Stunning images of the ‘super blue blood moon’ from around the world

A lunar eclipse as seen in Oceanside, California, on Wednesday.

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A lunar eclipse as seen in Oceanside, California, on Wednesday.
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REUTERS/Mike Blake

On Wednesday, for the first time in over 150 years, people around the world caught a glimpse of a “super blue blood moon.”

The term refers to three lunar events that happened at once: a full moon at the point in its orbit closest to Earth, the second full moon of a calendar month, and a total lunar eclipse.

A total lunar eclipse is known as a blood moon because the Earth’s shadow gives the moon a reddish hue. The second full moon in a calendar month is referred to as a blue moon. And a supermoon is another name for the full moon at the point in its orbit closest to Earth.

That’s a blood moon, a blue moon, and a supermoon all at the same time.

Moon gazers came out in droves around the world to watch the event, and many of their pictures are breathtaking.

Here’s how the moon looked from Hong Kong to San Diego.


Astronomy enthusiasts around the world — including this group at the Beijing Planetarium — gathered with telescopes in anticipation of the lunar event.

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China Daily via REUTERS

In Beijing, the full lunar eclipse was visible at night, after moonrise.

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REUTERS/Natalie Thomas

In Beijing’s Tiananmen Square, the full moon could be seen between British and Chinese flags. (British Prime Minister Theresa May is visiting China.)

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REUTERS/Damir Sagolj

During a lunar eclipse, the moon transitions into partial shadow (called penumbra) before going into full shadow (umbra), then back into penumbra.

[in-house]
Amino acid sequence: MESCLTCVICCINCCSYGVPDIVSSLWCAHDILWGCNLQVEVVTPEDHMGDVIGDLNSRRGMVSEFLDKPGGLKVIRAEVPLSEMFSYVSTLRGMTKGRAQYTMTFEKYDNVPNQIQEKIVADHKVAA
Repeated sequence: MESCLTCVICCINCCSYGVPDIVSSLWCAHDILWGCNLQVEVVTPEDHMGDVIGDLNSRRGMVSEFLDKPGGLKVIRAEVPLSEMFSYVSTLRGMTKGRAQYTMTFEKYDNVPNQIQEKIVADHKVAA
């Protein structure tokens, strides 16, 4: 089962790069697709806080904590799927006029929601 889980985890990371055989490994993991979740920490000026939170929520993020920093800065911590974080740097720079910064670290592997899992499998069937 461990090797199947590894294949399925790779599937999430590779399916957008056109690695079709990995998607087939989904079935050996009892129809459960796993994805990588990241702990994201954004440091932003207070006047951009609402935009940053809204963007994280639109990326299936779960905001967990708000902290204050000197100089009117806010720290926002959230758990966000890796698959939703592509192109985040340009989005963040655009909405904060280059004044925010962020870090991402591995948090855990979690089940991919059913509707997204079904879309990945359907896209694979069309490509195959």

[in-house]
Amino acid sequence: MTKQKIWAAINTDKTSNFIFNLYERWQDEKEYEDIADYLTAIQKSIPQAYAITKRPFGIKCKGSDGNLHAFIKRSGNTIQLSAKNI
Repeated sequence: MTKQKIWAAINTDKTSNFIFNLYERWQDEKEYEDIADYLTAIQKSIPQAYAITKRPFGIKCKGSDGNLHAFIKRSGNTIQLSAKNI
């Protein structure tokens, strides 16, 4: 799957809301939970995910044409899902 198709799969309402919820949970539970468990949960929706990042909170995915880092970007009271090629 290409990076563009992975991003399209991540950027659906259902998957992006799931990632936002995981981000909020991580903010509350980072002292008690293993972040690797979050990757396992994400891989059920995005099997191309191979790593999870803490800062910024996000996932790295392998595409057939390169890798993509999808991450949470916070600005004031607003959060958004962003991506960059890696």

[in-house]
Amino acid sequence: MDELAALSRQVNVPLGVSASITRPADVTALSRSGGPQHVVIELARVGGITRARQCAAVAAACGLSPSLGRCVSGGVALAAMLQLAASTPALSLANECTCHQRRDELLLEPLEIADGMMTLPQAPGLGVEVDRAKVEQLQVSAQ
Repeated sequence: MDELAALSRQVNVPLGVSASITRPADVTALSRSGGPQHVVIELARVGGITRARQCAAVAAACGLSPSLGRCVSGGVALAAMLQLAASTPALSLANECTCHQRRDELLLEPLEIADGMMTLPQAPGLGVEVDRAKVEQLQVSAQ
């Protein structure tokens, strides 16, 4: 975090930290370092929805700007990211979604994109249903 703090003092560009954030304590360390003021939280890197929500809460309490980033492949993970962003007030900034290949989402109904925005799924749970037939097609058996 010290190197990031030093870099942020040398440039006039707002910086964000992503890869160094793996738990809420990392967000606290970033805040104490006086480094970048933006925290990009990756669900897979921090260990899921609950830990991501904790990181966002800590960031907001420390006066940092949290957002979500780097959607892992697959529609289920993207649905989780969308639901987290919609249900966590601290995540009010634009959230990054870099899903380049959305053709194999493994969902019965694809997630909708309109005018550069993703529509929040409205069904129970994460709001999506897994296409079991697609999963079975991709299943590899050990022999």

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REUTERS/Jason Lee

The reddish color is caused by the way Earth’s atmosphere bends the sun’s light. The lucky parts of the world that got to see that full effect included Hong Kong …

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REUTERS/Bobby Yip

… St. Petersburg, Russia …

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The moon behind the Lakhta Centre business tower.
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REUTERS/Anton Vaganov

… Jakarta, Indonesia …

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REUTERS/Darren Whiteside

… and Tokyo, Japan.

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The lunar eclipse framed by a street lamp in Tokyo.
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REUTERS/Kim Kyung-Hoon

New Yorkers got only a partial view of the lunar eclipse, as the full effect occurred after sunrise on the US’s East Coast.

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The moon hovers over the Staten Island Ferry.
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REUTERS/Eduardo Munoz

The western US, however, got a better show. The super blue blood moon looked especially red in Oceanside, California.

A lunar eclipse as seen in Oceanside, California, on Wednesday.

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REUTERS/Mike Blake

In this shot, the eclipse is almost complete over Southern California.

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REUTERS/Mike Blake

While it’s not easy to take pictures of this kind of event with smartphone cameras, photographers and astronomers used telephoto lenses and tripods to capture some dramatic shots, like this one in San Diego.

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REUTERS/Mike Blake

In this image from Singapore, the reddish eclipsed moon, at bottom right, is contrasted against the pink lights of a Ferris wheel.

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REUTERS/Edgar Su

While supermoons and blue moons are both fairly common, this rare alignment of three events was a treat for those who took the time to look up.

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REUTERS/Bobby Yip